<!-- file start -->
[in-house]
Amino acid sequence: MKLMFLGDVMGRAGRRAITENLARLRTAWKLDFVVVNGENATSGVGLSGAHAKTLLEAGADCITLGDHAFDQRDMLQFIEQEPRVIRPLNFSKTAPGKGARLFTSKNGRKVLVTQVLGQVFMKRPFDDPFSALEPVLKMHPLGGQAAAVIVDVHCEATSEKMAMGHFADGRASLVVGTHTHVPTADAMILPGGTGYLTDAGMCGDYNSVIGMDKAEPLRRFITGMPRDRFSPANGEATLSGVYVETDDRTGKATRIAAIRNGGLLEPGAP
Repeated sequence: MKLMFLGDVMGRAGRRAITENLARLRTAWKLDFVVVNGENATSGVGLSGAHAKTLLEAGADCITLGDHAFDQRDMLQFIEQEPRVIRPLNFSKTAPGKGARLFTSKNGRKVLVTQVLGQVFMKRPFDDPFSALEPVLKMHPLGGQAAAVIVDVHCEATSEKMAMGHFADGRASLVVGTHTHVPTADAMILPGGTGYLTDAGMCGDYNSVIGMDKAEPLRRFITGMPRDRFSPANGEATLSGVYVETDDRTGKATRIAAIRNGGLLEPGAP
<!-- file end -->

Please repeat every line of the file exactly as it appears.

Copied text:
[in-house]
Amino acid sequence: MKLMFLGDVMGRAGRRAITENLARLRTAWKLDFVVVNGENATSGVGLSGAHAKTLLEAGADCITLGDHAFDQRDMLQFIEQEPRVIRPLNFSKTAPGKGARLFTSKNGRKVLVTQVLGQVFMKRPFDDPFSALEPVLKMHPLGGQAAAVIVDVHCEATSEKMAMGHFADGRASLVVGTHTHVPTADAMILPGGTGYLTDAGMCGDYNSVIGMDKAEPLRRFITGMPRDRFSPANGEATLSGVYVETDDRTGKATRIAAIRNGGLLEPGAP
Repeated sequence: MKLMFLGDVMGRAGRRAITENLARLRTAWKLDFVVVNGENATSGVGLSGAHAKTLLEAGADCITLGDHAFDQRDMLQFIEQEPRVIRPLNFSKTAPGKGARLFTSKNGRKVLVTQVLGQVFMKRPFDDPFSALEPVLKMHPLGGQAAAVIVDVHCEATSEKMAMGHFADGRASLVVGTHTHVPTADAMILPGGTGYLTDAGMCGDYNSVIGMDKAEPLRRFITGMPRDRFSPANGEATLSGVYVETDDRTGKATRIAAIRNGGLLEPGAP